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Staple or Growth? What Google Earnings Say About the Future of the Stock

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Some Google (GOOGL) - Get Alphabet Inc. Class A Report analysts are raising their price targets slightly because the higher costs that drove earnings down are expected to abate. But some analysts see Google as closer to a growth stock than the market gives it credit for.

Morgan Stanley analyst Brian Nowak wrote in a note after the search giant's third quarter earnings that there are "several underappreciated" growth drivers for Google. Meanwhile, Google had its "staple-like ecosystem on display," Nowak said, referencing the way some are now thinking about the stock. As search and advertising revenue decelerates from its previously rapid growth rates, and in the absence of a new driver of high growth, many are now wondering if Google should be viewed similarly to a low-growth but stable consumer staple. After all, the stock now trades at a historically low price-to-earnings multiple of 22.7.

But Nowak says Google still has something left in the tank.

Before we dive into that, here's why Google's earnings miss still had analysts raising price targets.

Google's revenue of $40.5 billion beat estimates of $40.3 billion, while higher-than-expected costs caused EPS to come in at $10.12 versus estimates of $12.32. But analysts noted most of those costs were either non-recurring or initial operating investments that won't continue to grow much from here. Those include a one-time $550 million settlement in France, a $1.5 billion paper loss on equity investments in start-ups and a wave of new engineer hires. Meanwhile, search, YouTube and cloud revenue beat expectations. This all paints a positive earnings picture in the future.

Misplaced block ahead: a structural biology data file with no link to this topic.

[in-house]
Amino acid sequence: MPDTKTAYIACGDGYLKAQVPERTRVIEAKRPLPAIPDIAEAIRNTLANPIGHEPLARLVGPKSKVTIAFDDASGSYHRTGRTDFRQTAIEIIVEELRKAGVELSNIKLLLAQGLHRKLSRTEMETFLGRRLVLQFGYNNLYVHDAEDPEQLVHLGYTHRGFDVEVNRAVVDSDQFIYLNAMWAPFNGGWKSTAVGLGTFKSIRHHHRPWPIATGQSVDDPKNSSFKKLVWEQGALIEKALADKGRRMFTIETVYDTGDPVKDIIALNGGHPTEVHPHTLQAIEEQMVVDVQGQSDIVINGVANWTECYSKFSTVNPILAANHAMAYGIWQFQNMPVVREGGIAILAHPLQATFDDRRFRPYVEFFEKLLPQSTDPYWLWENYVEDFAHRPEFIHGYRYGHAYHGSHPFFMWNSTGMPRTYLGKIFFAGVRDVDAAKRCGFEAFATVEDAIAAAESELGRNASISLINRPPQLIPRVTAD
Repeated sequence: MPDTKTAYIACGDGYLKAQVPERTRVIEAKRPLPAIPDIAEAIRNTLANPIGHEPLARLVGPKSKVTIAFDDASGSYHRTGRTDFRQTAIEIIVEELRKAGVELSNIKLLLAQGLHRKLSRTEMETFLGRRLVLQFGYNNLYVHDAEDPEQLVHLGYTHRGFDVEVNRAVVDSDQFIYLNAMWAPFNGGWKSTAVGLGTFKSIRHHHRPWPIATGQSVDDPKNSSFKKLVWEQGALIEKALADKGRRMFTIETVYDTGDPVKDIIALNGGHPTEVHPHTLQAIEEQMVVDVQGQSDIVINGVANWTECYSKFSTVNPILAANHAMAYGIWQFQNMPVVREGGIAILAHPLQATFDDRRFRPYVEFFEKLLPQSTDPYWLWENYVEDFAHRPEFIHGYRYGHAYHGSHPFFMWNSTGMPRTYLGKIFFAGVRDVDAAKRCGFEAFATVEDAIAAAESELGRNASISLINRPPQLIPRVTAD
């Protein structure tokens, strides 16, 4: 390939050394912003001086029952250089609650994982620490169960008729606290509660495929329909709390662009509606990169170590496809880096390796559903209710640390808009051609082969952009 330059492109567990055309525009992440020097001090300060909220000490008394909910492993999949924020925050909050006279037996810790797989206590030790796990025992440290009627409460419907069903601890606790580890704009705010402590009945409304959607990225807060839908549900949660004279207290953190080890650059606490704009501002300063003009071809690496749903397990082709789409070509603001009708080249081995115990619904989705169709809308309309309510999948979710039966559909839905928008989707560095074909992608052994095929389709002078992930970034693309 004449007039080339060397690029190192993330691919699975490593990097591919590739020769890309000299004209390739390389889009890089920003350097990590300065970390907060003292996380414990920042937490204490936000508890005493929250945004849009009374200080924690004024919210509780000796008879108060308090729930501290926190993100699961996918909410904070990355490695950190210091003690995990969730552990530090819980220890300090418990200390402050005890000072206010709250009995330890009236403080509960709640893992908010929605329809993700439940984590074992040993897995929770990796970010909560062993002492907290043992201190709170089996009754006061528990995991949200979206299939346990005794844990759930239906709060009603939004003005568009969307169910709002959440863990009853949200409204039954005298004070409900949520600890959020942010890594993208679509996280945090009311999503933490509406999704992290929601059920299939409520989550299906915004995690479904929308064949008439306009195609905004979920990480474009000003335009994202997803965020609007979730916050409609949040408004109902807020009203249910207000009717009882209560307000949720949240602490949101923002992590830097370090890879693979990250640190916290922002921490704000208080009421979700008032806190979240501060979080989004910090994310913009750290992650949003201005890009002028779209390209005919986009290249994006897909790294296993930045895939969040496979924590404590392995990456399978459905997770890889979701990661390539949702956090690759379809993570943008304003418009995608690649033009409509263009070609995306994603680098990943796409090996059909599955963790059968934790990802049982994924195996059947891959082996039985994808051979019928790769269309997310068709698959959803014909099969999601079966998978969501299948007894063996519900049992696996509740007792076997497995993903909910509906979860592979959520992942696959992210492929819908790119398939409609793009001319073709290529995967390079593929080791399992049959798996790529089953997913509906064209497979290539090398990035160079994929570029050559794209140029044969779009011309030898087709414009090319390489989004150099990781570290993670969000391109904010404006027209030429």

Those who say Google is starting to look like a staple or utility point to decelerating revenue growth that may sit at below 15% after 2021. Search revenue will always be there and grow modestly. Earnings growth is on a similar path, and could only grow by 8% in 2021. Nowak pointed even said "We estimate Google's $40 billion plus annual, 20 year-old desktop search business grew 4% year-over-year in the third quarter." That's not a very exciting growth rate.

But that result came "with the company calling out verticals like travel and insurance which still do well in desktop," Nowak said. Moreover, "We see this innovation led growth continuing...and we see the potential for Maps, Discover, and Google's new e-commerce products to potentially add $5 billion of annual revenue alone. Will it all come in 2020? No, but in our view these types of products (and Google's continued focus on user and advertiser innovation) are what enable them to deliver this robust growth for the long-term."

Nowak values Google at 34 times EPS for the next 12 months through September 2020. Adding to his thesis, Nowak noted that Google's current valuation is 25% under that of a typical consumer staple, even as Google can grow five times faster than those companies. Importantly, many have viewed staples as relatively expensive of late.

Nowak's $1,450 price target on Google reflects 14% upside, but it's not clear he's modeling in all of the growth he projects. Much like the case for Facebook (FB) - Get Meta Platforms Inc. Class A Report , some analysts see room for growth on many developing platforms Google creates, but hesitate to account for every potential future dollar of earnings until they see evidence those dollars will flow in.

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